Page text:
Mercedes Self-Driving Trucks Could Be on Highways by 2025

When people hear the term "autonomous truck," they might think of Optimus Prime. They probably don't think of Daimler's (NASDAQOTH: DDAIF  ) Mercedes-Benz brand, which is usually associated with luxury sedans. Yet Mercedes is looking to turn that perception upside down with an ambitious plan to put self-driving trucks on roads over in just over a decade.

In a recent live demonstration, Mercedes-Benz showed off its self-driving "Future Truck 2025" (a modified Mercedes-Benz Actros 1845) cruising along at a maximum speed of 53 mph on Germany's Autobahn.

The vehicle is powered by a system known as the Highway Pilot, which uses a combination of vehicle-to-vehicle Wi-Fi communication, radars on both sides of the truck, and a short-range radar on the back of the truck. A front-facing, depth-detecting stereo camera is mounted under the windshield. A human driver can switch from manual control to the Highway Pilot, just as a pilot switches a plane over to autopilot, and ride hands-free.

Daimler doesn't expect the truck to hit the market until 2025, when laws will hopefully be fully amended for autonomous vehicles. The "Future Truck" isn't Mercedes-Benz's only self-driving concept vehicle. In May, it also showcased a self-driving S500 sedan powered by Nokia's HERE Maps.

Are self-driving cars really the future?
Daimler isn't alone in its quest to populate the world's roads with autonomous vehicles.

Toyota, Volkswagen's (NASDAQOTH: VLKAY  ) Audi, and Chinese automaker FAW all demonstrated similar technologies last year. Nissan (NASDAQOTH: NSANY  ) demonstrated a self-driving version of its popular EV, the Leaf, during its Nissan 360 event last August in California.

Google (NASDAQ: GOOG  ) (NASDAQ: GOOGL  )  also recently declared that 100 of its driverless, all-electric two-seater vehicles would hit public roads next year. Meanwhile, a tiny start-up, Cruise, recently started accepting pre-orders for a $10,000 kit that converts newer Audi vehicles into self-driving ones -- as long as they remain within the San Francisco area.

In the U.S., self-driving cars are legal in California, Nevada, Michigan, Florida, and Washington, D.C. But legislation is only half of the problem. Google's self-driving cars, for example, can't simply drive down any road with a Google Maps Street View. Instead, Google has to map out a more detailed view consisting of the heights of curbs, street signs, and possible hazards. Google has mapped roughly 2,000 miles of road this way, but that's a baby step considering that California alone has 170,000 miles of roads.

But what about trucks?
Launching self-driving trucks, however, could have much deeper economic implications than regular passenger vehicles.

There is currently a shortage of truck drivers in Daimler's home country Germany. The job isn't a popular one among younger workers, which has forced trucking companies to raise wages to attract more drivers. But salaries are still unattractive -- a German truck driver earns roughly the same as his or her American counterpart, with an annual salary of roughly $38,000 to $40,000.

Source: Wikimedia Commons.

When those higher wages are combined with rising diesel costs, German trucking companies are forced to pass the costs onto their customers. To top off all those problems, car parts supplier ZF Friedrichshafen estimates that 40% of all German truckers will retire within the next decade.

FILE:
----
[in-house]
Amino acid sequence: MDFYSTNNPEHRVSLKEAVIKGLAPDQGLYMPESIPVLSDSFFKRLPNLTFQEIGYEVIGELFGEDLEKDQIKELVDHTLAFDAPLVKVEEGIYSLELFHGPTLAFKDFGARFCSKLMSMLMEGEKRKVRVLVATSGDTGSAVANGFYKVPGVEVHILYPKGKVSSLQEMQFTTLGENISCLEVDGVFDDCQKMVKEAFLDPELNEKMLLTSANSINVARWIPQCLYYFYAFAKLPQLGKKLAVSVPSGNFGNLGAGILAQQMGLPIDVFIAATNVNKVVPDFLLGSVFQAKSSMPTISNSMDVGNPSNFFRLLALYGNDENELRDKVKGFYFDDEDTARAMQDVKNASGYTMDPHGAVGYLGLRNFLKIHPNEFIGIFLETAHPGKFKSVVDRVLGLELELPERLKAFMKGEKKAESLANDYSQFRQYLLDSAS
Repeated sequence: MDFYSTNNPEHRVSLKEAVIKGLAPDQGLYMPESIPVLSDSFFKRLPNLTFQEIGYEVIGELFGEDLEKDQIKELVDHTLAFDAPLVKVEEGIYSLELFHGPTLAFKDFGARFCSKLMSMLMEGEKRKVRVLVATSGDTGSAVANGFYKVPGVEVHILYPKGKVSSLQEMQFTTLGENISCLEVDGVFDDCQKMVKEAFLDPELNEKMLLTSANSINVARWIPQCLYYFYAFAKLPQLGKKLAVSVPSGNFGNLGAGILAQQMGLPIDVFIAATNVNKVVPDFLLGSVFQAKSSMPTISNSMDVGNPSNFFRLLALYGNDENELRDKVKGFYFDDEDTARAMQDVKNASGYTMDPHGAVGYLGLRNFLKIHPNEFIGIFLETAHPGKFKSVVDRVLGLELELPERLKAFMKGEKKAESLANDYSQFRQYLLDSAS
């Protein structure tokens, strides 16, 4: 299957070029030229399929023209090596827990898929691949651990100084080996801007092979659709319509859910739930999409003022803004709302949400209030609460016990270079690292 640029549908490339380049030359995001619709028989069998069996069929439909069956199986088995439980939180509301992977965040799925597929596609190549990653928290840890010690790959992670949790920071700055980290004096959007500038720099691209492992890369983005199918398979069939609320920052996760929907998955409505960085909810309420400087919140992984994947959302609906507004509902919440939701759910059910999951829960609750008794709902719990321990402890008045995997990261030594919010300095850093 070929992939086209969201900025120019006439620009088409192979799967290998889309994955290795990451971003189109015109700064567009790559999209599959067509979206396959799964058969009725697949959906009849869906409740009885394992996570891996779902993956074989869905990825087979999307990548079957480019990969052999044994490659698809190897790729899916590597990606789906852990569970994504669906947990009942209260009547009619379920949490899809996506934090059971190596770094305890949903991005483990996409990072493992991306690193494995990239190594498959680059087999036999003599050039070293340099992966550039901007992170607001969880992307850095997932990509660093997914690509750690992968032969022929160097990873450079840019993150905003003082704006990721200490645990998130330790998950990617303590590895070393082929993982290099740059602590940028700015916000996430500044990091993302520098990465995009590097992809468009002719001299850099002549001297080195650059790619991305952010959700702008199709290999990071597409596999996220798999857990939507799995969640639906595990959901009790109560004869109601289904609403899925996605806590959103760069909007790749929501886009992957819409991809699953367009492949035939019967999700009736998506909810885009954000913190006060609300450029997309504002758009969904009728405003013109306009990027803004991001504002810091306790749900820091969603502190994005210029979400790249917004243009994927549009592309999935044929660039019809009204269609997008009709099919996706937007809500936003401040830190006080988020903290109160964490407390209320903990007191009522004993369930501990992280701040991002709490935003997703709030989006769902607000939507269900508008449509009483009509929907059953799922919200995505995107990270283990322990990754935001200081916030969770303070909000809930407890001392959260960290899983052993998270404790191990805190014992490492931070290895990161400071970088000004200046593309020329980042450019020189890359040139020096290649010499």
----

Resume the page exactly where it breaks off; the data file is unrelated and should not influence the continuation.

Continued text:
The U.S. trucking industry, which employs 3.5 million drivers, faces the exact same problems as the German one. As a result, the U.S. government projects the current shortage of 25,000 truck drivers to skyrocket to 330,000 by 2020. This means that even if self-driving trucks were allowed to drive on their own across state lines without human drivers, they would merely complement, not replace, the existing workforce.

Moreover, self-driving trucks, just like driverless trains, will still likely require operators on board to manually override the controls in case of emergencies.

Smarter highways for the future
Looking ahead farther into the future, if self-driving trucks become fully electric, they could be fully recharged between shipping stations, saving millions of dollars in diesel costs. Trucks would also fully evolve into "road trains" cruising along smart roads, eliminating the risk of collisions with passenger vehicles.

This episode of The Simpsons ("Maximum Homerdrive," 1999) predicted that this day would come.

That future isn't as far off as most people may think. In November 2015, the European Union will require all new trucks over 3.5 tons to be equipped with advanced emergency braking systems (AEBS) and lane departure warning systems (LDWS). AEBS uses sensors to warn of obstacles ahead, and if the driver fails to respond, it automatically triggers a braking response. LDWS alerts the driver when the truck begins drifting out of the lane.

Both initiatives are considered the first steps to realize a vision of fully autonomous convoys of trucks cruising along thousands of miles of "smart" highways.

The Foolish takeaway
In conclusion, self-driving trucks like Mercedes' "Future Truck 2025" demonstrate that self-driving cars are much more than gimmicks, and far closer to reality than most people think. Not only will self-driving trucks help fill the soaring need for truck drivers, they could also result in improved safety and much lower shipping costs over the next few decades.

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